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$18$ people in a class. Teacher chooses $3$ students. What is probability that teacher chooses Jason, Kim and Ellie? The problem wants the answer without using combinations (nCr). Lost.

I would think the answer would be $(1/18) \cdot (1/17) \cdot (1/16)$, but that doesn't seem to be the way to do it with combinations.

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  • $\begingroup$ I would think the answer would be (1/18) * (1/17) * (1/16), but that doesn't seem to be the way to do it with combinations. $\endgroup$ – user163862 Jan 9 '17 at 5:50
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The chance that the first choice is one of Jason, Kim and Ellie is $\dfrac{3}{18}$

Given that the first choice is one of Jason, Kim and Ellie, that leaves $2$ desirable students out of $17$ so the conditional probability that the second choice is also is also one of Jason, Kim and Ellie is $\dfrac{2}{17}$

Given that the first and second choices are both from Jason, Kim and Ellie, that leaves $1$ desirable students out of $16$ so the conditional probability that the third choice is also is also one of Jason, Kim and Ellie is $\dfrac{1}{16}$

So the probability that all three choices are Jason, Kim and Ellie in any order is $\dfrac{3}{18} \times\dfrac{2}{17} \times\dfrac{1}{16} = \dfrac{1}{816}$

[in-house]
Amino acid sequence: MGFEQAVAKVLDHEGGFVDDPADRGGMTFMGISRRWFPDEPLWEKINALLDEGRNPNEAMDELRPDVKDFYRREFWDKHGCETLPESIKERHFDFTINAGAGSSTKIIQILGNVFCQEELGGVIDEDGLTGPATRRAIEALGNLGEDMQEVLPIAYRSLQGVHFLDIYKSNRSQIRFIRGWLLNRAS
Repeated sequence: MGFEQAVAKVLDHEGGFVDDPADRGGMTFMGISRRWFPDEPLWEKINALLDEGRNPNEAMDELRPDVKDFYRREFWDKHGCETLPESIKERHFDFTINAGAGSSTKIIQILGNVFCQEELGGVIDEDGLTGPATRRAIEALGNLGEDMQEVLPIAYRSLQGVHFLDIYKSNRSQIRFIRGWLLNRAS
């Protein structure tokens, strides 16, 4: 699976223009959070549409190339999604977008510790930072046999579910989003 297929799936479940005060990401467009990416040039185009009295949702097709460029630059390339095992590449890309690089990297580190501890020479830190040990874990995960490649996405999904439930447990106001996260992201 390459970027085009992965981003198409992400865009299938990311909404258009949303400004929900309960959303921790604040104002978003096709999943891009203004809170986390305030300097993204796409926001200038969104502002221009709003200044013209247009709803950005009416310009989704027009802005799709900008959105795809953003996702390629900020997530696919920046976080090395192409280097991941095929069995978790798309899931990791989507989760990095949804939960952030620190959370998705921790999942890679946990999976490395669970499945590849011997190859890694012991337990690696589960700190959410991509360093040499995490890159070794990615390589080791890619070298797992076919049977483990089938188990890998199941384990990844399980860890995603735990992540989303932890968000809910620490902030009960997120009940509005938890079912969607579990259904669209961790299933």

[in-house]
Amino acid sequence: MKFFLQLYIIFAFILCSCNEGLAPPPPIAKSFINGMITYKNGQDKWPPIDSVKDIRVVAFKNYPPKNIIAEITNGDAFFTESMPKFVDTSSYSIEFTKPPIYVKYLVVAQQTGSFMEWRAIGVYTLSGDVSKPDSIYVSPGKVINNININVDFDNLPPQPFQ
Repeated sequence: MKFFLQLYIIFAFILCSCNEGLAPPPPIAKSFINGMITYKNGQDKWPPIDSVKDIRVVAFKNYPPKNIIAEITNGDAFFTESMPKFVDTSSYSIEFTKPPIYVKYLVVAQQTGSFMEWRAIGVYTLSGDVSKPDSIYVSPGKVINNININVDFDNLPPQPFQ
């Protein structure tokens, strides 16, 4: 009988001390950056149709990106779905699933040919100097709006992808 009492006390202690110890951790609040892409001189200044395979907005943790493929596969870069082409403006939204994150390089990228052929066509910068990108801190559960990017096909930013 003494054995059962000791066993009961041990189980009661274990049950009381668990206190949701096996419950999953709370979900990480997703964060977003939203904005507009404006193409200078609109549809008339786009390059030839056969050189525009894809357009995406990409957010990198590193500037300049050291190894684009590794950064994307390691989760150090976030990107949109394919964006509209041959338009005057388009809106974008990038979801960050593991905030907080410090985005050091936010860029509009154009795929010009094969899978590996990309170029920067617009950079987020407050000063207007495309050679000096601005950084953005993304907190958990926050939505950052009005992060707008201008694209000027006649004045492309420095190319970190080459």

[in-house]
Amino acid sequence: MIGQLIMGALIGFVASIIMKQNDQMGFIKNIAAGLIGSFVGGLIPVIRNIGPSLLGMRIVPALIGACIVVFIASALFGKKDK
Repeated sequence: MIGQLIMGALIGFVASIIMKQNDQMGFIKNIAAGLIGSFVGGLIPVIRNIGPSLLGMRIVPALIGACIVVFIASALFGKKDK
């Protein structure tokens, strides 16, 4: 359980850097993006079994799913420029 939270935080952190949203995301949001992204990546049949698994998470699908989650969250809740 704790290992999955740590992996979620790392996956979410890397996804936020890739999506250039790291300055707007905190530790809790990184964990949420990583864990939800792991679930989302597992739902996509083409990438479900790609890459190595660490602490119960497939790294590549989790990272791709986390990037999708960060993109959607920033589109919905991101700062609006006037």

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You essentially need to derive the combinations answer. Your comment is almost right, but would require the children to be picked in one order. Multiply by the number of orders you can pick them in and you are there.

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  • $\begingroup$ that makes sense. so 3! times (1/18)*(1/17) * (1/16) $\endgroup$ – user163862 Jan 9 '17 at 6:01
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Split it into disjoint events, and then add up their probabilities:

  • Event #$1$: choosing Jason, then Kim, then Ellie
  • Event #$2$: choosing Jason, then Ellie, then Kim
  • Event #$3$: choosing Kim, then Jason, then Ellie
  • Event #$4$: choosing Kim, then Ellie, then Jason
  • Event #$5$: choosing Ellie, then Jason, then Kim
  • Event #$6$: choosing Ellie, then Kim, then Jason

As you already calculated, the probability of each event is $\frac{1}{18\cdot17\cdot16}$

Therefore, the probability of either one of these events is $\frac{6}{18\cdot17\cdot16}$

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